Enter your homegrown, functional human tissue in NASA’s Vascular Tissue Challenge, and the space agency may award you some serious wampum for your efforts. The purpose of the challenge is to advance the field of bioengineering, which is indispensable to NASA’s plans to send its astronauts deeper into space.
“Tissue” is defined as a grouping of cells that work together (as organs) to accomplish specific physiological functions. These cells are surrounded by blood vessels, which provide nutrients to the tissue to keep it happy and healthy. Tissue models, resulting from the challenge, will be exposed to certain space effects, such as radiation, so that researchers can better assess how to minimize the damages of space exploration on healthy human cells.
Of course, applications don’t just extend to the farthest reaches of space; on Earth, the tissue could be used in pharmaceutical testing, disease modeling, and organ transplant research.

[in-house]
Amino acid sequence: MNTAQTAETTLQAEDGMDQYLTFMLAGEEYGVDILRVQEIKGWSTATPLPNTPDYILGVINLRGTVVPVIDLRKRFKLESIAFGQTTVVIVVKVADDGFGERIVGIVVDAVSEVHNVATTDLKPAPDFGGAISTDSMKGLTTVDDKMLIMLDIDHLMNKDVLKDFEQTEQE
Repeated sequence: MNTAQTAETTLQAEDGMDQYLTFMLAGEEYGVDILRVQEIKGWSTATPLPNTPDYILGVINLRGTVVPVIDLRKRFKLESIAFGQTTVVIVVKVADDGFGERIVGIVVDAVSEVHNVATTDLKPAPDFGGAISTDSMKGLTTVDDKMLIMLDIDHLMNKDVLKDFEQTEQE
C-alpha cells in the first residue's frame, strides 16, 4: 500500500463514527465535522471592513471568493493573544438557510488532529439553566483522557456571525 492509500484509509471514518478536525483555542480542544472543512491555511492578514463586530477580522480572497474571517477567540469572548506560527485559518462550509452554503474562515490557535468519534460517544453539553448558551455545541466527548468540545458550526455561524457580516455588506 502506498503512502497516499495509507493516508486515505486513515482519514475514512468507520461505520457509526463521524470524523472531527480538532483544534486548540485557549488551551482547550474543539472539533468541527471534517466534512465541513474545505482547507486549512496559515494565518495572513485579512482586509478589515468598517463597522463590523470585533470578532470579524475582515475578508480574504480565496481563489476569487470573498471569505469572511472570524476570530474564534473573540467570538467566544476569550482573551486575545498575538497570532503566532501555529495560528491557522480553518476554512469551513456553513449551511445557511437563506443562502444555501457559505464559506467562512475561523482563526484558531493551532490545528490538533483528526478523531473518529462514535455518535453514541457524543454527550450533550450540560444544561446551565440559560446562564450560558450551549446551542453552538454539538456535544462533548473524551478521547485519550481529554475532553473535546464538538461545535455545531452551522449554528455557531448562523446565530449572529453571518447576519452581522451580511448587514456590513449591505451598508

Put away the lightning rods, Frankenstein. Vascularized tissue must be grown in a controlled laboratory environment to a thickness of over 1 centimeter. Cells must also maintain a rate of survival greater than 85 percent over a 30-day period. Winning teams must demonstrate three successful trials with a success rate of at least 75 percent in order to nab an award, and all entrants must submit proposals, outlining how they would advance their research via a microgravity experiment aboard the International Space Station.
“The outcome of this challenge has the potential to revolutionize healthcare on Earth, and could become part of an important set of tools used to minimize the negative effects of deep space on our future explorers,” said Steve Jurczyk, associate administrator for NASA’s Space Technology Mission Directorate in Washington.
Interestingly, the “for the people, by the people” nature of this challenge is resoundingly hopeful. Half a million dollar prize purse aside, NASA is opening up the doors of its lab work to the masses and, in doing so, is one small step closer to addressing the needs of its astronauts—and one giant leap closer to revolutionizing healthcare as we know it on Earth.
Filed Under: Aerospace + defense